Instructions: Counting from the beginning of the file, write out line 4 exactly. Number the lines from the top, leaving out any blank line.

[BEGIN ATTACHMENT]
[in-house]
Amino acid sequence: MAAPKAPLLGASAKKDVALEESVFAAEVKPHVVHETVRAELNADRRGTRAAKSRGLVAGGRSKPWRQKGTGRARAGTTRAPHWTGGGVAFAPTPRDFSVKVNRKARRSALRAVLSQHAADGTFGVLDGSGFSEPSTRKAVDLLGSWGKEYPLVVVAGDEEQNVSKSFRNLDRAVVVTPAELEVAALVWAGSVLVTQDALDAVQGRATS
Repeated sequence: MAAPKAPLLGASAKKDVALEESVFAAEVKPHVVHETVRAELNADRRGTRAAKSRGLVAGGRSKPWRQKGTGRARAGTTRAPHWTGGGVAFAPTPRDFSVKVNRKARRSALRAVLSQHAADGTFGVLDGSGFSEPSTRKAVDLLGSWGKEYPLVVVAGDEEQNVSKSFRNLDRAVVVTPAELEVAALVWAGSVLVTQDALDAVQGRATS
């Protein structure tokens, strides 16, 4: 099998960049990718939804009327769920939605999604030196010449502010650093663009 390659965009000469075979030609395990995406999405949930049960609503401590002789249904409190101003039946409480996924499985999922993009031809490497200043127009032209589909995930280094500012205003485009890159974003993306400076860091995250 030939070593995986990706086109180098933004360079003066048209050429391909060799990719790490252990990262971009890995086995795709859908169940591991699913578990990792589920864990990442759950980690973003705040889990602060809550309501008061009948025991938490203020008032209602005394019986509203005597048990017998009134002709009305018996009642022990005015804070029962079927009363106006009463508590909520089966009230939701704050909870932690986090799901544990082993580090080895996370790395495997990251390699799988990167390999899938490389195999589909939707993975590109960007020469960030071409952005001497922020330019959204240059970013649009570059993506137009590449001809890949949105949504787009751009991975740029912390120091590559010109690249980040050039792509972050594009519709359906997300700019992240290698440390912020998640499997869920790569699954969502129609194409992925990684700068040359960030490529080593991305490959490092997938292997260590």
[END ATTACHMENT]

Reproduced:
């Protein structure tokens, strides 16, 4: 099998960049990718939804009327769920939605999604030196010449502010650093663009 390659965009000469075979030609395990995406999405949930049960609503401590002789249904409190101003039946409480996924499985999922993009031809490497200043127009032209589909995930280094500012205003485009890159974003993306400076860091995250 030939070593995986990706086109180098933004360079003066048209050429391909060799990719790490252990990262971009890995086995795709859908169940591991699913578990990792589920864990990442759950980690973003705040889990602060809550309501008061009948025991938490203020008032209602005394019986509203005597048990017998009134002709009305018996009642022990005015804070029962079927009363106006009463508590909520089966009230939701704050909870932690986090799901544990082993580090080895996370790395495997990251390699799988990167390999899938490389195999589909939707993975590109960007020469960030071409952005001497922020330019959204240059970013649009570059993506137009590449001809890949949105949504787009751009991975740029912390120091590559010109690249980040050039792509972050594009519709359906997300700019992240290698440390912020998640499997869920790569699954969502129609194409992925990684700068040359960030490529080593991305490959490092997938292997260590």